Lack of clarity on media rights not picture perfect

Media rights assume an ever more vital role in the racing industry

The growth, in value and importance, of media rights has been one of the biggest changes in the racing industry over the past few years. As levy income continues to slide – and with a replacement funding scheme looming, possibly in place by April – this booming revenue stream has assumed a vital role in the sport’s finances.

Payment for providing the live racing pictures goes to the venue, the racecourses, which have organised themselves accordingly to maximise income. It is the reason why the Horsemen’s Group devised contractual agreements to ensure that a percentage of this money is put into prize-money, previously a discretional spend for the tracks.

There has been a great deal of secrecy and indeed a lack of clarity over exactly what figures are being paid and received for media rights, but Howard Wright (pages 64-70) tackles the subject head on and gets to grips with the numbers and players involved, explaining the significance for racecourses, broadcasters and bookmakers.

Owners may not be rewarded financially for providing the runners on which the racecourses build their businesses but the standout performers – and the people who pay their bills – are acknowledged every year at the ROA Horseracing Awards (see pages 43-55).

This year’s glittering ceremony at the InterContinental on Park Lane in London in early December recognised the highest achievers from the past 12 months. The Coolmore team scooped three trophies courtesy of brilliant fillies Minding and Found, and leading juvenile Churchill, with Sue Magnier, Derrick Smith and Michael Tabor also being named Owners of the Year.

Undoubtedly the biggest roar of the night came when the recently retired Sprinter Sacre was announced as the Horse of the Year. This brilliant two-miler, owned by Caroline Mould and trained by Nicky Henderson, captured the imagination with his sheer ability but also courage to come back from a serious heart problem. It was a reminder, if one were needed, that the National Hunt racehorse has the edge on his Flat counterpart when it come to public adoration.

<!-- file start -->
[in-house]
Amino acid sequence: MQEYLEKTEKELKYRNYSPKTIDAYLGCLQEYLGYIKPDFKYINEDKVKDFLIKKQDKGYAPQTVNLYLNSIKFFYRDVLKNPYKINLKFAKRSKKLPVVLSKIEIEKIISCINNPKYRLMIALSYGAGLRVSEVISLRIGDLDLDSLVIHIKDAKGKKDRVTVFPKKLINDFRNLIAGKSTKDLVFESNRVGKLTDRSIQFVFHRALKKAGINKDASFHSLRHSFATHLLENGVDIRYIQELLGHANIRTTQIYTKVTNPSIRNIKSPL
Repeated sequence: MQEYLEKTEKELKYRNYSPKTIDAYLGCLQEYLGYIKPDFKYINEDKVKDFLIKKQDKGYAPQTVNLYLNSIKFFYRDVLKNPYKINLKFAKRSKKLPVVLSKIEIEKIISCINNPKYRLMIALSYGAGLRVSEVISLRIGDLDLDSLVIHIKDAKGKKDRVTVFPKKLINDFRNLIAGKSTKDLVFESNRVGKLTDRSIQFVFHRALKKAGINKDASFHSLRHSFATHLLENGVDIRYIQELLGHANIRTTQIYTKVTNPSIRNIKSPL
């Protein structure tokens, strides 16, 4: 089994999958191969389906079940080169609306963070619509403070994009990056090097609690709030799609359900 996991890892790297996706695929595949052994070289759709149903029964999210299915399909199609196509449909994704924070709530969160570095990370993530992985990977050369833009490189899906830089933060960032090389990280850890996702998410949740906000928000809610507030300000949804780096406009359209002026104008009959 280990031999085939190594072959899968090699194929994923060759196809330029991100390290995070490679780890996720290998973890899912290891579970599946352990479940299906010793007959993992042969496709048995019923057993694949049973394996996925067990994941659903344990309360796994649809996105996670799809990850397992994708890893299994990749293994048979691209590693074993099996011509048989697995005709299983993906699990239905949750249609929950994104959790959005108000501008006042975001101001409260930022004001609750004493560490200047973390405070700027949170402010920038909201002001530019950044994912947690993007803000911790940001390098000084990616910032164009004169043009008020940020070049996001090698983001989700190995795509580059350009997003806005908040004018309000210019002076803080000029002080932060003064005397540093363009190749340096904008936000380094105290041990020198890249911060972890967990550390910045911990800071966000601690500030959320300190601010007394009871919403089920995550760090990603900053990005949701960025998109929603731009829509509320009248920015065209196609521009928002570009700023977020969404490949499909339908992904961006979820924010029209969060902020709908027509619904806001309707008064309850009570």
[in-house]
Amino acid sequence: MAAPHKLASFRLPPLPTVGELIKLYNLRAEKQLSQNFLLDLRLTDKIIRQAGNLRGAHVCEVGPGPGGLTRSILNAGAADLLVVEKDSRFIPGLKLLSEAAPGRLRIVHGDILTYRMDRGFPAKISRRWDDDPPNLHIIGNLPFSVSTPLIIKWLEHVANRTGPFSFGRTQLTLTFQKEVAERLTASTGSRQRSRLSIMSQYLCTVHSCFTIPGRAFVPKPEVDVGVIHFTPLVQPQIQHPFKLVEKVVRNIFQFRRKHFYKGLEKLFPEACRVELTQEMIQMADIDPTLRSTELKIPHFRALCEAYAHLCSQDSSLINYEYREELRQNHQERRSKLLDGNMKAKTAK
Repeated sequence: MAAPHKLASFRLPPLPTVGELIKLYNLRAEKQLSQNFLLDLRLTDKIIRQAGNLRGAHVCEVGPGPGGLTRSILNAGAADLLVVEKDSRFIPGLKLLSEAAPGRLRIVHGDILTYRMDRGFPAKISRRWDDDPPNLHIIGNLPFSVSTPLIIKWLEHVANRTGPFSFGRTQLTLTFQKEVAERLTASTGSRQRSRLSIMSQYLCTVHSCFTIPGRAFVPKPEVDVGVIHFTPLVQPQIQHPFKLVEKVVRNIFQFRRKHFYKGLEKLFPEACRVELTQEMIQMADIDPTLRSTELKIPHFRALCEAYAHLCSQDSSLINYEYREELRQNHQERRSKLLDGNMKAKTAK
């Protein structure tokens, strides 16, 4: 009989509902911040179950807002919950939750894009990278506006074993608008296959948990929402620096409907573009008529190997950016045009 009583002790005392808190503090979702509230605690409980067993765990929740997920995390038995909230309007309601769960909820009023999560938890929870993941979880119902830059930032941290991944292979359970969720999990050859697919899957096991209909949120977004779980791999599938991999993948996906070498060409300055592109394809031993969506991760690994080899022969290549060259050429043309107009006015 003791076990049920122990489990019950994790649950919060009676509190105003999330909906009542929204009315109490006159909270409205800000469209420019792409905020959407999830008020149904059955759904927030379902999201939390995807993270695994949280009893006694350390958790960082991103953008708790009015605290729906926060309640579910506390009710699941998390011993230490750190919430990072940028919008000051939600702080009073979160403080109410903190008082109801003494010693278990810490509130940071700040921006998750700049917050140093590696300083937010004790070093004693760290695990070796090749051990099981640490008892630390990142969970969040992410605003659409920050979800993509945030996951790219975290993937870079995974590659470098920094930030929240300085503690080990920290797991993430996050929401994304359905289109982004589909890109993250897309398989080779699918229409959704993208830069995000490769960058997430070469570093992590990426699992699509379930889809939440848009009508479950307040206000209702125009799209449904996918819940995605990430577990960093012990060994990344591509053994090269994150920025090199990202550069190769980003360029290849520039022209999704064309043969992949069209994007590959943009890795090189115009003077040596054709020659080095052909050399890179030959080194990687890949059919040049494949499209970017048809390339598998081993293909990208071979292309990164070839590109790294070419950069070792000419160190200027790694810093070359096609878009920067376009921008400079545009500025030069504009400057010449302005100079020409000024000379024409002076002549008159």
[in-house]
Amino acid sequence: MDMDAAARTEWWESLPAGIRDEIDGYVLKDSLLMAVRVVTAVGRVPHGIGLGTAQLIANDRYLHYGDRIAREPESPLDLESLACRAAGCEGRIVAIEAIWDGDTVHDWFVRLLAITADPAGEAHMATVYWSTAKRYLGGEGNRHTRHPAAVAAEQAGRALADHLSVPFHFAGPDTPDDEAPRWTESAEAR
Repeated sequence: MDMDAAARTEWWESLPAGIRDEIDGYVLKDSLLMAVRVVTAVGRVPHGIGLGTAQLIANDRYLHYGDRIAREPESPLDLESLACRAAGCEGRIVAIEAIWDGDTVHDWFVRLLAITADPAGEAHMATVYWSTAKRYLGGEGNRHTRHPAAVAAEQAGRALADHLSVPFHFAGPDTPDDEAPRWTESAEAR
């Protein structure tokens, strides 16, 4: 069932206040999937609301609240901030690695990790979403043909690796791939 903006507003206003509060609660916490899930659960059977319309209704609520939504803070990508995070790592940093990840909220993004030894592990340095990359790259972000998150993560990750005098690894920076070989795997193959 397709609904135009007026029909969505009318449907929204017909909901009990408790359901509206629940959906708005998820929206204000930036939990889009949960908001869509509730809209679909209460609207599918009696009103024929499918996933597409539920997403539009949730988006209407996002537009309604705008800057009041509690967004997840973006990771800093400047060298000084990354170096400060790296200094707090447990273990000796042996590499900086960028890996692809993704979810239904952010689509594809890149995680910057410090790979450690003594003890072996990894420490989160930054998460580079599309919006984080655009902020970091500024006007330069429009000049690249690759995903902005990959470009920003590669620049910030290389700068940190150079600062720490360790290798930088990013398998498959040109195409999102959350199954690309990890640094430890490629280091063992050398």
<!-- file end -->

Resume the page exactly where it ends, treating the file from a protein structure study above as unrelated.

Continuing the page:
Brian Hughes (Talking To, pages 58-62) may not have anything of the calibre of Sprinter Sacre to ride this season, however the Ulsterman is enjoying a superb time in the saddle, partnering a mammoth 31 winners in November, a haul that included a first five-timer at Musselburgh.

There has been a great deal of secrecy over exactly what figures are being paid and received

Hughes has become the go-to man for the better horses in the north and is currently top of the chasing pack behind runaway leader Richard Johnson, who is hoping to land consecutive jockeys’ championships after filling the runner-up berth so many times during Sir Anthony McCoy’s 20-year reign.

This year’s Flat title race featured a cracking dual between Silvestre de Sousa and eventual champion Jim Crowley, a battle that illuminated many a mundane midweek card. The Crowley/de Sousa story was played out over many weeks, providing the kind of ‘narrative’ that we have heard mentioned so often by those in charge of the marketing of horseracing.

The current parameters of the jumping season do not suggest that such a scenario will be replicated – so should the jumps follow the Flat and introduce a ‘truncated’ championship? It’s certainly food for thought.

Hughes himself is not bothered by any title-winning talk, content to take each day as it comes and keep doing what he’s been doing. Nor is he too worried with what people have to say when things don’t go quite so well on the racecourse.

“Nowadays there is a lot of pressure from social media, which I think is a load of bollocks,” he explains. “It doesn’t concern me, but you get these clowns who’ve had a fiver on your horse and when it gets beat they call you all sorts. As long as the owner and trainer are happy, then so am I.”

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